Qualcomm makes the processors found in many of the world’s most popular smartphones. But the company’s chips aren’t exactly the fastest ARM-based processors available for mobile devices. Year after year Apple’s processors tend to carry that title, with the company A series chips tending to outperform the best Qualcomm has to offer, and the new Apple M1 processor even besting many Intel and AMD processors in the laptop space.
Now Qualcomm has completed its acquisition of a startup that could give its future chip designs a shot in the arm. NUVIA is a young company that was founded by chip design veterans with experience at Google, AMD, ARM, Broadcom and… Apple.
Qualcomm announced plans to buy NUVIA for $1.4 billion in January with plans to use the expertise of its CPU design team for future Qualcomm processors. The company announced that the deal had closed on March 16, 2021.
One of NUVIA’s founders is Gerard Williams III. As AnandTech points out, he was chief architect for Apple’s CPU designs for more than a decade, having worked on that company’s chips until at least the Apple A13.
That alone doesn’t necessarily mean that Qualcomm will now have the expertise to match or exceed the performance and efficiency of Apple’s processors (especially since Apple, unlike Qualcomm, designs both the hardware and the operating system that takes advantage of it). But it probably doesn’t hurt.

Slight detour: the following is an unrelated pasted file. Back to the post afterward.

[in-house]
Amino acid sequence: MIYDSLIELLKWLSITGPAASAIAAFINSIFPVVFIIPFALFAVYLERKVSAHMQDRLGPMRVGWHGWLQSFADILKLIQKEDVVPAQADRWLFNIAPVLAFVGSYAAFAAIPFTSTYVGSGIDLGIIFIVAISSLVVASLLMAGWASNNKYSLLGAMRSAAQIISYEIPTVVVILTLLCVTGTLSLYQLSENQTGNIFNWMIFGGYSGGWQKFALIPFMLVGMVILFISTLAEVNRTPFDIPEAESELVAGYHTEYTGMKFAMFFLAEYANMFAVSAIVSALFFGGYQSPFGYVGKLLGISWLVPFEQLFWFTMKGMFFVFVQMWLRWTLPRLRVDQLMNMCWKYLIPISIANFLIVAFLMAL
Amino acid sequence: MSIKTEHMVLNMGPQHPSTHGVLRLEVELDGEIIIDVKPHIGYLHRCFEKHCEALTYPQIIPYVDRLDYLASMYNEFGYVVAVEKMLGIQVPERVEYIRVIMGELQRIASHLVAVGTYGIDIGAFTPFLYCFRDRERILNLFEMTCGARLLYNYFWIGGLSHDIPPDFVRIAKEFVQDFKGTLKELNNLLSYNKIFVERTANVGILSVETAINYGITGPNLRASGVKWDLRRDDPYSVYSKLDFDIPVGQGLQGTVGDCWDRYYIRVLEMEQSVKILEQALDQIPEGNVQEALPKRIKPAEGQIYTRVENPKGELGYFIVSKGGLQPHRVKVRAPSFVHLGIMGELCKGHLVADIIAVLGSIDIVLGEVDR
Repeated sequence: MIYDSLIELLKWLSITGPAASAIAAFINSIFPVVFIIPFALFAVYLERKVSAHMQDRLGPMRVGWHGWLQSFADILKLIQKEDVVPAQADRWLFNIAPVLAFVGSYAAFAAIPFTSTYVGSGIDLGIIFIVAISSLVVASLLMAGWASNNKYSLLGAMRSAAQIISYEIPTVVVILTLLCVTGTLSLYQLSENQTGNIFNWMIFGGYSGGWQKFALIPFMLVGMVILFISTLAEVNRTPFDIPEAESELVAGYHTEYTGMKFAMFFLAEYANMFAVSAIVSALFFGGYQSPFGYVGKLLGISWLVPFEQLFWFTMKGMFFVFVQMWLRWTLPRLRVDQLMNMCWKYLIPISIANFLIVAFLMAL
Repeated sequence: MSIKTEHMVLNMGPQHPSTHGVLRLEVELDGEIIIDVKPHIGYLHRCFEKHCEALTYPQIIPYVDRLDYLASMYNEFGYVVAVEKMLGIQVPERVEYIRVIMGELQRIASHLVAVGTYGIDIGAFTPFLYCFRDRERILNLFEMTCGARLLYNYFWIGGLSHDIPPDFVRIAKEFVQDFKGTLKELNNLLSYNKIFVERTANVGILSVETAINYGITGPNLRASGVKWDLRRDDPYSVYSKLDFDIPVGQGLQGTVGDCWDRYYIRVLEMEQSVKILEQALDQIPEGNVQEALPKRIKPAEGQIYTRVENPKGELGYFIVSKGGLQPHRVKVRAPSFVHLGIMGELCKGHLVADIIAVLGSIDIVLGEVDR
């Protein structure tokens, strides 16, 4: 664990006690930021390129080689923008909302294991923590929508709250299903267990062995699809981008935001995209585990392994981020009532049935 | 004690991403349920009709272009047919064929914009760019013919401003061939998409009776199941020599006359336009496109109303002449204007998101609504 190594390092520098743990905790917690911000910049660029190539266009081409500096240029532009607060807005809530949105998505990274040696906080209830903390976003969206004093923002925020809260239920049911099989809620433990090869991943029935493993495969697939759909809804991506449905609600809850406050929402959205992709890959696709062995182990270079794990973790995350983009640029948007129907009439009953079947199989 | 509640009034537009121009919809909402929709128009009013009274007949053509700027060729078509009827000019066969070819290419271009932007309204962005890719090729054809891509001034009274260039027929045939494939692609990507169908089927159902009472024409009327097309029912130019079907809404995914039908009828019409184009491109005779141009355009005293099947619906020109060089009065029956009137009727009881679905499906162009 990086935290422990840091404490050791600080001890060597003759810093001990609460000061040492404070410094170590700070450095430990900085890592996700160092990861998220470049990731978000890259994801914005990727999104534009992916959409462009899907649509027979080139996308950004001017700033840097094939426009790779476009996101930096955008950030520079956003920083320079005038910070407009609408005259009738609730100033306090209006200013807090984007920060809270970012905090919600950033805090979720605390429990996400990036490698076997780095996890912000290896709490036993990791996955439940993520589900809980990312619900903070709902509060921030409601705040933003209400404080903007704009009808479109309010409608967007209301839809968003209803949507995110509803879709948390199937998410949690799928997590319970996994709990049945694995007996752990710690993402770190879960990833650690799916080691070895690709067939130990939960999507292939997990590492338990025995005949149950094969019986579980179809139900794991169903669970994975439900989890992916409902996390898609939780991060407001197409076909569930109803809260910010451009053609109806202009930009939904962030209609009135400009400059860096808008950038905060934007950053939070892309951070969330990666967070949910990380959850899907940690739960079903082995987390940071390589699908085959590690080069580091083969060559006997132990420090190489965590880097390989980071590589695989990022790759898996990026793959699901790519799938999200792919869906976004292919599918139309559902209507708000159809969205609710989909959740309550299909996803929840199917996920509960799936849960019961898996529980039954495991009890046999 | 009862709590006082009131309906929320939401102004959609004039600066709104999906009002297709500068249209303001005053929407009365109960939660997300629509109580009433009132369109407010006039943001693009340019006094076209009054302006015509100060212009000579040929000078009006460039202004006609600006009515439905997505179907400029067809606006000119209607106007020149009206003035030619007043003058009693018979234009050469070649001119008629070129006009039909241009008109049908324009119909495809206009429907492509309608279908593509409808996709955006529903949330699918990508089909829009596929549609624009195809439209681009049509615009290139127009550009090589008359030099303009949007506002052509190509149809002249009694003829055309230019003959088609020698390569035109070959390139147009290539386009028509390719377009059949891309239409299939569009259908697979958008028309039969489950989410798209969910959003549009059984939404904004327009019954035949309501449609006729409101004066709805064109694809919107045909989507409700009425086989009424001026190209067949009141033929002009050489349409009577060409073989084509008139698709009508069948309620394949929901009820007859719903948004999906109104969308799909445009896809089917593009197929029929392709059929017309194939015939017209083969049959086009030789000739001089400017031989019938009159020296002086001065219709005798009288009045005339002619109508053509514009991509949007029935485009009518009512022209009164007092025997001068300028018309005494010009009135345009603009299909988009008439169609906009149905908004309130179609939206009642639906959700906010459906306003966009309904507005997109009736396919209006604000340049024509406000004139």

Until now, NUVIA had primarily been focused on developing custom processors for servers, with the company promising last year to deliver a new “Phoenix” processor that offered higher performance than then-current Apple, Intel, AMD, or Qualcomm processors while consuming much less power.
Now Qualcomm wants to leverage the company’s technology for use in smartphone and laptop chips as well as in-vehicle systems and other applications such as augmented reality, although the company appears to be starting with notebooks.
According to a press release, first Snapdragon-branded chips to “feature Qualcomm Technologies new internally designed CPUs are expected to sample in the second half of 2022 and will be designed for high performance ultraportable laptops.”
This article was originally published Jan 13, 2021 and last updated March 16, 2021.